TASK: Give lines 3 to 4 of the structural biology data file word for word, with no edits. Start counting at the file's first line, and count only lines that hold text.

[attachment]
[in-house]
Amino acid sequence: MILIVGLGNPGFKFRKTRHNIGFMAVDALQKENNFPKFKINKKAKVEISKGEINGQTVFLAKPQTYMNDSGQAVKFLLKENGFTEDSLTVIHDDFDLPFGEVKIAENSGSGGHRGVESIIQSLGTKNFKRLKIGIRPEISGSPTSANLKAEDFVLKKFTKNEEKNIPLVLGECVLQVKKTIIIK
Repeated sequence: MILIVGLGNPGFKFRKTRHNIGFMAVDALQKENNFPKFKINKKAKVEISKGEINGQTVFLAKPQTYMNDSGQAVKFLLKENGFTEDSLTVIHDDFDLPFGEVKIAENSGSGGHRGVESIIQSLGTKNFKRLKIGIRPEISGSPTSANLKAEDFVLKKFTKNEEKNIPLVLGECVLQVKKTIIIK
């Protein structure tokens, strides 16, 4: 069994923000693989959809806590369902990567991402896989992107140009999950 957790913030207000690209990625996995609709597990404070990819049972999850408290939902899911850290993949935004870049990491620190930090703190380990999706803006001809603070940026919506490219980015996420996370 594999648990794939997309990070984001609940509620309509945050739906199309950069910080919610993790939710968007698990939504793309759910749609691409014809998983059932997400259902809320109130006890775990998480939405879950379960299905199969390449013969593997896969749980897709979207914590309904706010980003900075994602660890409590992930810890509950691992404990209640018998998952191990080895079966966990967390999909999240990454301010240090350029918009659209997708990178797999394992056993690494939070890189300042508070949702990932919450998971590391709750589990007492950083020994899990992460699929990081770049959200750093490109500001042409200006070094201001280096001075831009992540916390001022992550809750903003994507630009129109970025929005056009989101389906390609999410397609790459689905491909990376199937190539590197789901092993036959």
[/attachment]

Repeated sequence: MILIVGLGNPGFKFRKTRHNIGFMAVDALQKENNFPKFKINKKAKVEISKGEINGQTVFLAKPQTYMNDSGQAVKFLLKENGFTEDSLTVIHDDFDLPFGEVKIAENSGSGGHRGVESIIQSLGTKNFKRLKIGIRPEISGSPTSANLKAEDFVLKKFTKNEEKNIPLVLGECVLQVKKTIIIK
């Protein structure tokens, strides 16, 4: 069994923000693989959809806590369902990567991402896989992107140009999950 957790913030207000690209990625996995609709597990404070990819049972999850408290939902899911850290993949935004870049990491620190930090703190380990999706803006001809603070940026919506490219980015996420996370 594999648990794939997309990070984001609940509620309509945050739906199309950069910080919610993790939710968007698990939504793309759910749609691409014809998983059932997400259902809320109130006890775990998480939405879950379960299905199969390449013969593997896969749980897709979207914590309904706010980003900075994602660890409590992930810890509950691992404990209640018998998952191990080895079966966990967390999909999240990454301010240090350029918009659209997708990178797999394992056993690494939070890189300042508070949702990932919450998971590391709750589990007492950083020994899990992460699929990081770049959200750093490109500001042409200006070094201001280096001075831009992540916390001022992550809750903003994507630009129109970025929005056009989101389906390609999410397609790459689905491909990376199937190539590197789901092993036959």